Sometimes it's saying goodbye to a relationship that you know will never rekindle. Sometimes it's saying goodbye to a good friend who will probably never move back to the house next door. Sometimes it's a little more permanent, and the goodbye is not one you want to have to say, and you'd do anything to take it back, to have one more day, one more conversation, one last hug.

On the surface, I can be a fairly superficial girl. Would I rather be a poor scientist who finds a cure for cancer or be a wealthy Hollywood starlet who is famous? Weeellll...I mean, sometimes, I'd just rather be the famous starlet. (I am quite fascinated by celebrities, not quite to the point of Perez Hilton, though.) Being superficial isn't really me, it's just my way of not having to deal. I don't like to be sentimental and I hate sappy emotionalism. So I don't tend to dwell on the things that make me sad.

Like saying goodbye.

But I miss my sister, who lives four hours away, and who will likely never live next door like we planned all those years ago. And I miss my friend, who has moved to New York and unless some sort of miracle happens, will probably not move back into my neighborhood. And I miss my in-town friend, who used to live next door but we've moved and they've moved and now our visits are few and far between. And I really miss my mom, whose face I searched for in crowds for the year or two after her death, all the while knowing and telling myself girl, you're crazy. She's not here. 

The truth is, there is a narrow band of time that redecorating the shelves soothes my aching soul, but then I have to deal again. I didn't know how to deal in 2006. I redecorated. (A lot.) But it was like swimming in the same eddy and not knowing how to get out. It was at that point that the God I knew about and the God who is my God collided. My world just about blew up, and I had a choice to make. This churchy God I had heard and learned about, or this real God who could take my ashes and turn them into a crown of beauty?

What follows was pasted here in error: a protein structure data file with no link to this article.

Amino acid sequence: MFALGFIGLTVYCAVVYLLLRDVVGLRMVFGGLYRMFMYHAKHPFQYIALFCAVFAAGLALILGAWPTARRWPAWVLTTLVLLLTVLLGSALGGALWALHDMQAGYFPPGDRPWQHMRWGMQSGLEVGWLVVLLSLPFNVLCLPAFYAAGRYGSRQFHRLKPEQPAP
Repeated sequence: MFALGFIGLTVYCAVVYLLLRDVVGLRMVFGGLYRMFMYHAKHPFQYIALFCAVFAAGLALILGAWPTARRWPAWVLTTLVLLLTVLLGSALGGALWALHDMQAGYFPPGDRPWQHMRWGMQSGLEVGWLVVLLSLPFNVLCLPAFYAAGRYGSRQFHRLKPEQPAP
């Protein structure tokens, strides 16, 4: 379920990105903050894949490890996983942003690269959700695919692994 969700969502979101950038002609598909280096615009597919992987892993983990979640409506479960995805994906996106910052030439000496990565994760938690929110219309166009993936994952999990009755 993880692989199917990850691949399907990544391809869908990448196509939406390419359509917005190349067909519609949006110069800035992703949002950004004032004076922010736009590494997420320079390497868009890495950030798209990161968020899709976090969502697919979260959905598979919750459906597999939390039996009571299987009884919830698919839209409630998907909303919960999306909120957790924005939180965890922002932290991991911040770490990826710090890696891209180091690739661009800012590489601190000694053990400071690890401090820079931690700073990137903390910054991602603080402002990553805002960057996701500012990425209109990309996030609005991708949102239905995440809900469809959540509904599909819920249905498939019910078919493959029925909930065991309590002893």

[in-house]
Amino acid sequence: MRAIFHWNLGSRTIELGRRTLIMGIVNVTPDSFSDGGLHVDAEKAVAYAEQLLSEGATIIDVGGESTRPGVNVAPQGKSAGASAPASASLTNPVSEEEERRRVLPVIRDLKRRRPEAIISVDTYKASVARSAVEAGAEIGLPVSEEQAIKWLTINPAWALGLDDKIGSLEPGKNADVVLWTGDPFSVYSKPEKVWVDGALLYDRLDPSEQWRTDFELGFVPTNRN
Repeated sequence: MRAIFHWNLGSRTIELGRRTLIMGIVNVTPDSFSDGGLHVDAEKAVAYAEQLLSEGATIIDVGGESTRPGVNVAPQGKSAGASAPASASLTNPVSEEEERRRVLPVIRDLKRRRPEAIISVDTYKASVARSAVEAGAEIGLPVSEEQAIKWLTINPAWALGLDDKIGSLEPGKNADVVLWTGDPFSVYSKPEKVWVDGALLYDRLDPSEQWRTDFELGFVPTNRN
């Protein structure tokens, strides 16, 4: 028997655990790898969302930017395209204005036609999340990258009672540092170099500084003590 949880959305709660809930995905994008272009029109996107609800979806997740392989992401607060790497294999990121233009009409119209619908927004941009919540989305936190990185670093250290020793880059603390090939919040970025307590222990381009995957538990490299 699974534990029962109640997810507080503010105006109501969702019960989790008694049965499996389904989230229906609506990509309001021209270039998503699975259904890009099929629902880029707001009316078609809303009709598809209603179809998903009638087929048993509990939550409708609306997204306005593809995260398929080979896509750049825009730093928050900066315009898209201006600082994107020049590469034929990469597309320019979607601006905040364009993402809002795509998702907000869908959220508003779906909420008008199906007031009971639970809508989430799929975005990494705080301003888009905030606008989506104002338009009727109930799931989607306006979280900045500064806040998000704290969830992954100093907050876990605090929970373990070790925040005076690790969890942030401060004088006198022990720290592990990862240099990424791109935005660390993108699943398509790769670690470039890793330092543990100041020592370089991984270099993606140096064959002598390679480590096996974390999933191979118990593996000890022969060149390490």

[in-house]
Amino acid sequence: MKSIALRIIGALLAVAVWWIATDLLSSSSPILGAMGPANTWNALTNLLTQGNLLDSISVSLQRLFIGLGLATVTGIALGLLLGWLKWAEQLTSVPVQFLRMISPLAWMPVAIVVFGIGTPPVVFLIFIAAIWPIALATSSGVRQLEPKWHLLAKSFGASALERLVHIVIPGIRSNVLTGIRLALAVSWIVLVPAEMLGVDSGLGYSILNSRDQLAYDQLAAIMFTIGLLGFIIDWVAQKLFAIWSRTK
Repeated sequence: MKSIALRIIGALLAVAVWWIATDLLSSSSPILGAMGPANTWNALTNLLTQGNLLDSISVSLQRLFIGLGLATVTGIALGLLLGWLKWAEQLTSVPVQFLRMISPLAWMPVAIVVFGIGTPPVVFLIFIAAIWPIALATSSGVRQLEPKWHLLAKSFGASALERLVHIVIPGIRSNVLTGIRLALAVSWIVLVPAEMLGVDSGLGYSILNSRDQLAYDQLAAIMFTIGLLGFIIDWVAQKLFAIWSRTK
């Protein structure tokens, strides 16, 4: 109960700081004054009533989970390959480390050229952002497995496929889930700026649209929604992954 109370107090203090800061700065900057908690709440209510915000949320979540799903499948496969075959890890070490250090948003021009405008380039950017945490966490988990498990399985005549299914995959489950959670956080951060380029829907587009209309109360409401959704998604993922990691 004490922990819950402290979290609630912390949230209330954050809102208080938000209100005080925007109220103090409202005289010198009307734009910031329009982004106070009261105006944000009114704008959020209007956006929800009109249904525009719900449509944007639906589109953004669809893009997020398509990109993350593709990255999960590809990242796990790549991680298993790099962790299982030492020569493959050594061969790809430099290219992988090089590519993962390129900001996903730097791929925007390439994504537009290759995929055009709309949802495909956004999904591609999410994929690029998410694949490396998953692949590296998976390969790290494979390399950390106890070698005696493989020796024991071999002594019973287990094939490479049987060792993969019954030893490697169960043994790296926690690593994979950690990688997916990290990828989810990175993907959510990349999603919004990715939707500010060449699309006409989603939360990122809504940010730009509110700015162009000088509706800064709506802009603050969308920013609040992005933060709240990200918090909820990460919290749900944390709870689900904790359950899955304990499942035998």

I had to get out of the eddy. So I made the choice for life.

...and provide for those who grieve in Zion--to bestow on the a crown of beauty instead of ashes, the oil of joy instead of mourning, and a garment of praise instead of a spirit of despair. They will be called oaks of righteousness, a planting of the Lord for the display of His splendor.
{isaiah 61:3}

Faith isn't so much about convincing other people that you are right, or even trying to prove something, as it is about giving credit where credit is due. (Or, as some more scholarly than I might put it, giving God glory.) Sometimes I get stressed out about the little things, and I forget what God has done for me--and in the grand scheme of life, most of what I get stressed out about are little things. Sometimes it's good to take a look around and remember that He has actually taken my mourning and given me the oil of joy.

Life has not worked out according to plan. Marriage is hard. Parenting is hard. (Oy vey, is it hard.) Lately, I've been caught up in how hard it is. I'm afraid. Will everything turn out okay? Nothing guarantees that life will not be hard.

But He guarantees to take every step with me.